In Canada, there is a severe shortage of rental housing, and a recent report by RBC suggests that significant growth in purpose-built rentals is necessary to meet current and future demand. According to economists Robert Hogue and Rachel Battaglia, the country’s rental housing stock grew by 2.4% last year, the fastest pace since 2014, largely due to a record-breaking pace of apartment construction in 2022. However, the growth has been uneven across the country, with the largest gains in purpose-built rental stock seen in Calgary and Ottawa-Gatineau, and the smallest percentage increases in Toronto and Montreal.
Despite the growth, the rental housing market is struggling to keep up with high demand, with the vacancy rate reaching its lowest point in 21 years, at just 1.9% last year. Additionally, there has been an unprecedented rent increase in the rental market, with rent growth for a two-bedroom purpose-built unit rising by 5.6% in 2022, and even higher in some cities such as Gatineau (+9.1%), Toronto (+6.5%), and Calgary (+6.0%).
Looking at the rental condo market in some of Canada’s larger cities reveals an even tighter squeeze, with condo rental vacancy rates in Ottawa-Gatineau, Toronto, and Calgary among the lowest in the country, indicating intense competition that will only add pressure to rents. The report highlights the severity of the “rental housing gap,” which is the difference between the projected rental stock at the current rate of increase and the rental stock required to achieve balance and keep up with future demand.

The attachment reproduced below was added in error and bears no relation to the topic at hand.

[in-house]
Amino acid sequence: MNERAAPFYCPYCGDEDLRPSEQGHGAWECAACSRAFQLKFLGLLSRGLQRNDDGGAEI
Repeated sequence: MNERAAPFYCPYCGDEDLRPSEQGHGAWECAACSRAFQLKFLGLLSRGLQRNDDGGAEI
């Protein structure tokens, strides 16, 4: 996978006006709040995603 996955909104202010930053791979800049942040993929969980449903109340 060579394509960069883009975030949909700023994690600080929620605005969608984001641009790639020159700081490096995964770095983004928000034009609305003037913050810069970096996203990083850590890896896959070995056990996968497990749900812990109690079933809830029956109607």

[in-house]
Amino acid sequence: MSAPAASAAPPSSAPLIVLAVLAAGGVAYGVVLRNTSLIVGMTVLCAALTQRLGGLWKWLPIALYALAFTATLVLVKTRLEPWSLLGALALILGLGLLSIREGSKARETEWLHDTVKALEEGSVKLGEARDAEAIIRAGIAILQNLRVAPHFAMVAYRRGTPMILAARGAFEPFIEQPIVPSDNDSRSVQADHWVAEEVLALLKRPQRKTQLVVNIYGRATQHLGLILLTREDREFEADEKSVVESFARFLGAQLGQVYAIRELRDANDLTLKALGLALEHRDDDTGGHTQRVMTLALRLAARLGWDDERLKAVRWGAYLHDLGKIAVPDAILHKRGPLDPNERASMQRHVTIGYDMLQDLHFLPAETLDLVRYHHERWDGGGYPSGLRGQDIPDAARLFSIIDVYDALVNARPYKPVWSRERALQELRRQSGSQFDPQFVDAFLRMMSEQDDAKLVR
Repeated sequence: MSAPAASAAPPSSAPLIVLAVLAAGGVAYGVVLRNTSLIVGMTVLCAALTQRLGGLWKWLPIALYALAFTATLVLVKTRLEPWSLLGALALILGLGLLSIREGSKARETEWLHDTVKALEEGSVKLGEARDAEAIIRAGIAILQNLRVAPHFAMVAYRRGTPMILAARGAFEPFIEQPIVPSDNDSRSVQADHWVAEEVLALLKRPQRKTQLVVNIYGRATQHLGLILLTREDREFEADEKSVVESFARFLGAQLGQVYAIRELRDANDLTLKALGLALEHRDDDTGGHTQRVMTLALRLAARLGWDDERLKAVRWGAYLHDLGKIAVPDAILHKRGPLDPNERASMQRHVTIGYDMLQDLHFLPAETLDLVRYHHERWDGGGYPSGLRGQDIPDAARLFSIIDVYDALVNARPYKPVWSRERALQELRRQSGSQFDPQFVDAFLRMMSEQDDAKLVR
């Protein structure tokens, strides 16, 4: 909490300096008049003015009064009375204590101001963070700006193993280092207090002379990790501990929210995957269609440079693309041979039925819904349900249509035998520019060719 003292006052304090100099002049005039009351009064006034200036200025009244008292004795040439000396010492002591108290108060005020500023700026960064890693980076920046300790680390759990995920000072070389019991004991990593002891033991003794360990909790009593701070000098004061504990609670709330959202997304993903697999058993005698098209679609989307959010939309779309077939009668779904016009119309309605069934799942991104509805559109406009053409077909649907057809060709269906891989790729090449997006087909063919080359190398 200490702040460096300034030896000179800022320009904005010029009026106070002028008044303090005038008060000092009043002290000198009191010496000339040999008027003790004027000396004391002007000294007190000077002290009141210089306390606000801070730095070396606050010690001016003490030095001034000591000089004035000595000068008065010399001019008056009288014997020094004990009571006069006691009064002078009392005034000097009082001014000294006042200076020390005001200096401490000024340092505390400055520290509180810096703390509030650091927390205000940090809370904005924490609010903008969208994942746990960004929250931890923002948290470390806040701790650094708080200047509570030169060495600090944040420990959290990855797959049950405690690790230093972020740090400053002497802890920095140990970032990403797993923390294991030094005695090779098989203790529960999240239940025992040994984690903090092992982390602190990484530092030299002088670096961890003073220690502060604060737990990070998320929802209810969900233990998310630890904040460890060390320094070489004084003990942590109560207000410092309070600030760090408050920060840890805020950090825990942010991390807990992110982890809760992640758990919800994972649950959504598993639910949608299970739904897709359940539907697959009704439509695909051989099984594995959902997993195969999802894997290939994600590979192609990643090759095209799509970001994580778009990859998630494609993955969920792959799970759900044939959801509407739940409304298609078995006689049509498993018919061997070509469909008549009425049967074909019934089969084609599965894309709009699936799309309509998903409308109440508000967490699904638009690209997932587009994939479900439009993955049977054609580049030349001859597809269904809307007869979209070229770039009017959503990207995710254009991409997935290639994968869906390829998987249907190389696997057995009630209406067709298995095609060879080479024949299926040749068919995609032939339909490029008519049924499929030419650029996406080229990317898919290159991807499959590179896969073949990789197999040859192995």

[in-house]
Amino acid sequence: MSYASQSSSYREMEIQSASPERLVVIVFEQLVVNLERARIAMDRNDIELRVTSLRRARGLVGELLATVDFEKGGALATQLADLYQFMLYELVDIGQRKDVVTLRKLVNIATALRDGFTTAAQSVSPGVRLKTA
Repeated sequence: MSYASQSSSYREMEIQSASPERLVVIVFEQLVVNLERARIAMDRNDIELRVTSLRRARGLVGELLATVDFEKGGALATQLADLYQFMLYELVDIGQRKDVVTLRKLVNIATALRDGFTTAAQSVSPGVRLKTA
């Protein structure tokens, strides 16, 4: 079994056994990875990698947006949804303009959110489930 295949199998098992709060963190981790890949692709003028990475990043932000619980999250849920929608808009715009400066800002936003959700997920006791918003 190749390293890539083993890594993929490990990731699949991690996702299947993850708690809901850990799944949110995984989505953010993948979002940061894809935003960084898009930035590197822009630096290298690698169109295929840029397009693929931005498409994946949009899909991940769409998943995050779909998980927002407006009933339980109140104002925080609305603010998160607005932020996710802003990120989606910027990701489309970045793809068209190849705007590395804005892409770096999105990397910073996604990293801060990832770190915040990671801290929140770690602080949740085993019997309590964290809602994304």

The economists estimate that there is currently a 25,000 to 30,000-unit deficit in the country’s purpose-built rental stock and expect this shortfall to grow exponentially over the next four years as demand soars. The report predicts that Canada could be short more than 120,000 rental units by 2026, nearly four times the estimated shortfall today. To achieve a balanced market with rent stability, RBC economists say Canada will need to add 332,000 units to its current rental stock between now and then.
Hogue and Battaglia suggest that while converting commercial buildings, turning condo units into rentals, and adding rental suites to existing homes would help ease the pressure, these measures alone are unlikely to be sufficient. Instead, the best way to meet current and future demand, as well as provide stability and affordability in the rental market, is to significantly increase the supply of purpose-built rentals.